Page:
So this news broke yesterday, but I’m only getting to it now: the sale of the team has reportedly been approved by the NBA’s Board of Governors. From Derek Bodner of SBNation Philly:
A source with knowledge of the situation has informed SBNation Philly that the sale of the Sixers to an investment group led by Joshua Harris is expected to be finalized shortly, perhaps by as early as next week.
Reiterating the terms of the deal, an investment group led by Joshua Harris from Apollo Management Group is buying 100% of the Sixers for a rumored $280 million from Comcast-Spectacor, without gaining either the Flyers of the Wells Fargo Centers, of which the Sixers will now be long term tenants of. The investment group also includes Art Wrubel, of Wesley Capital, Jason Levien, formerly a player agent and executive with the Sacramento Kings, and David Blitzer, an executive at the Blackstone Group. These are all personal investments, and would not include involvement from any of the aforementioned entities.
The only change from previous reports is the part that has Harris et al purchasing 100% of the team; previous reports suggested the sale was 90% of the team for the same $280 million.
This officially ends the tenure of Comcast-Spectacor’s ownership – a group seemingly committed to spending but not one to show much public care for the team: Chairman Ed Snider was thought to “not care” as much about the Sixers as he did the Flyers. While that may be true, that did not make him a “bad” owner. He was willing to spend and do what he can to improve the roster and team.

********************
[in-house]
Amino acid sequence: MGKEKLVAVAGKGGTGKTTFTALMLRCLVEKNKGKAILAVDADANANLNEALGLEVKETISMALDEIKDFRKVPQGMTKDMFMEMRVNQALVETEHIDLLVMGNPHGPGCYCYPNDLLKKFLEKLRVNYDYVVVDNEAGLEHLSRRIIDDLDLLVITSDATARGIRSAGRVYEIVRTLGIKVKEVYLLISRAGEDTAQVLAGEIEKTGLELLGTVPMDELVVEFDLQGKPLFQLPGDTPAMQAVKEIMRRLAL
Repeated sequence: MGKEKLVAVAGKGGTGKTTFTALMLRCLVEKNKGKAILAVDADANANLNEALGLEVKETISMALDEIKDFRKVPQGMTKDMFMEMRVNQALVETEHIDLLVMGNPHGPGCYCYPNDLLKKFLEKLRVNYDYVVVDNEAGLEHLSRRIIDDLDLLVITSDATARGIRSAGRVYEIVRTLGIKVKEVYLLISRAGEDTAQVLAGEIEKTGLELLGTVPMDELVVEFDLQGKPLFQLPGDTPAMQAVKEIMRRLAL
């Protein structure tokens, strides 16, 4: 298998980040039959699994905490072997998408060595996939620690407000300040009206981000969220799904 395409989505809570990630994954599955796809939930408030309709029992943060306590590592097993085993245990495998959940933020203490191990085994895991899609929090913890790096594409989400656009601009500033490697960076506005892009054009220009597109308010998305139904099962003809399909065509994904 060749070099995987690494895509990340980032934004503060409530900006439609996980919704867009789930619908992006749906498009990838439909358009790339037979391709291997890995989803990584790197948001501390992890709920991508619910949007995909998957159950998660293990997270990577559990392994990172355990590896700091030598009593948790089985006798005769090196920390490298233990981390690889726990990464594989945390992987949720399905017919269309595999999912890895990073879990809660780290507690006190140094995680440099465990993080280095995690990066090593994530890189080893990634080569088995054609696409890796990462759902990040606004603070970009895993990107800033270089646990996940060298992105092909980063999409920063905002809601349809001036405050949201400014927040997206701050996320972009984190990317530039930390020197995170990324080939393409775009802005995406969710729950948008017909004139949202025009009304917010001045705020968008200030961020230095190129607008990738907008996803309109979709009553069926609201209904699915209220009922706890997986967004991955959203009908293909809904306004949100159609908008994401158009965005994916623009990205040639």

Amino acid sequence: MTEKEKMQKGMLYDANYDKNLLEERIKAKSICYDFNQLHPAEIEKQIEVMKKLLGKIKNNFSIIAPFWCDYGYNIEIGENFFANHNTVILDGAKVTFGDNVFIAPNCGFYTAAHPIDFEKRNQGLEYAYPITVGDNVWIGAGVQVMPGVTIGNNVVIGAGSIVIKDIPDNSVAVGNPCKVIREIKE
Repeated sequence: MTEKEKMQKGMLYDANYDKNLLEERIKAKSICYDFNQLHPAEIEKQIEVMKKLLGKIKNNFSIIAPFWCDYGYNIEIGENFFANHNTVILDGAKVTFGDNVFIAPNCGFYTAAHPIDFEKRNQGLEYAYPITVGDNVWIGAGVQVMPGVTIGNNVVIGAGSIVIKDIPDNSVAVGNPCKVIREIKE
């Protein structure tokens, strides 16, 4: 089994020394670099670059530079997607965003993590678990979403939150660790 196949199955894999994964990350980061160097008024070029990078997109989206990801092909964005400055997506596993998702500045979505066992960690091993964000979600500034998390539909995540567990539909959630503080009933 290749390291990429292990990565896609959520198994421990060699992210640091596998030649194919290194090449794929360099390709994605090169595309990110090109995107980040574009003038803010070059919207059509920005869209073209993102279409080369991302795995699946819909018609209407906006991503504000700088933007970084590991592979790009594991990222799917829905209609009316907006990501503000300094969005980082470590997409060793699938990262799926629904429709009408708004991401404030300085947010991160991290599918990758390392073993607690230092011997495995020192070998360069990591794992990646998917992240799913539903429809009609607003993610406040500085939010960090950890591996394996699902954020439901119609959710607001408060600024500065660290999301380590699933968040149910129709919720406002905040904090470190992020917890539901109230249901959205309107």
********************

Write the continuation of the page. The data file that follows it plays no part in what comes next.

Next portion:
However, his bad appointments of GMs and coaches is what did this team in. The Sixers, under Snider and C-S, were always in the top half in spending on players. But he hired the wrong people who subsequently paid the wrong players. Remember the summer when Billy King gave Sam Dalembert, Willie Green, and Kyle Korver a combined $101 million over 16 years? Or when the team quit on Eddie Jordan before the regular season started? Ah, those were the days.
To me, you can only blame the ownership for putting the wrong people in place. They attempted to fix those problems. They paid as much in coaches’ salaries as anybody during the C-S years. They cycled through GMs and other front office people. It just never worked. And when the team became a big money loser, with parent company Comcast buying NBC and securing an Olympic’s contract, the Sixers were no longer a necessity in Comcast’s portfolio. The expensive toy, now sold, will belong to an ownership group with unquestionable wealth but questionable intentions. Let’s hope for the best.